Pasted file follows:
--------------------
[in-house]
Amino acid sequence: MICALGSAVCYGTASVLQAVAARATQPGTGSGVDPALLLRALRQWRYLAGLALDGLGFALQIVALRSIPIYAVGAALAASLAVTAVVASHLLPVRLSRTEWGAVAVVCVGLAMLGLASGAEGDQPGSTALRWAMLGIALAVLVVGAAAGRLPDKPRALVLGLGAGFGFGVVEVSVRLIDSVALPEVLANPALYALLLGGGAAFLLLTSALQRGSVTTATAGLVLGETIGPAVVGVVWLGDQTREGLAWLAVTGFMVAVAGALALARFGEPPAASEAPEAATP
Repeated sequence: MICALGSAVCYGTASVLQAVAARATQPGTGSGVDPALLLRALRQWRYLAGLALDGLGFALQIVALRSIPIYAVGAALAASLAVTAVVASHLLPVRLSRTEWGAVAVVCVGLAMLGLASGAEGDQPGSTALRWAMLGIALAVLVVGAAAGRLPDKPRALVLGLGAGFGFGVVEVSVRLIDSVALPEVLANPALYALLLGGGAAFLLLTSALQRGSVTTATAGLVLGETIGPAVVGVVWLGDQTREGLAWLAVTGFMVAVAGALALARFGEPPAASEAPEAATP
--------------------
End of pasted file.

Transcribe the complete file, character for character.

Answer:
[in-house]
Amino acid sequence: MICALGSAVCYGTASVLQAVAARATQPGTGSGVDPALLLRALRQWRYLAGLALDGLGFALQIVALRSIPIYAVGAALAASLAVTAVVASHLLPVRLSRTEWGAVAVVCVGLAMLGLASGAEGDQPGSTALRWAMLGIALAVLVVGAAAGRLPDKPRALVLGLGAGFGFGVVEVSVRLIDSVALPEVLANPALYALLLGGGAAFLLLTSALQRGSVTTATAGLVLGETIGPAVVGVVWLGDQTREGLAWLAVTGFMVAVAGALALARFGEPPAASEAPEAATP
Repeated sequence: MICALGSAVCYGTASVLQAVAARATQPGTGSGVDPALLLRALRQWRYLAGLALDGLGFALQIVALRSIPIYAVGAALAASLAVTAVVASHLLPVRLSRTEWGAVAVVCVGLAMLGLASGAEGDQPGSTALRWAMLGIALAVLVVGAAAGRLPDKPRALVLGLGAGFGFGVVEVSVRLIDSVALPEVLANPALYALLLGGGAAFLLLTSALQRGSVTTATAGLVLGETIGPAVVGVVWLGDQTREGLAWLAVTGFMVAVAGALALARFGEPPAASEAPEAATP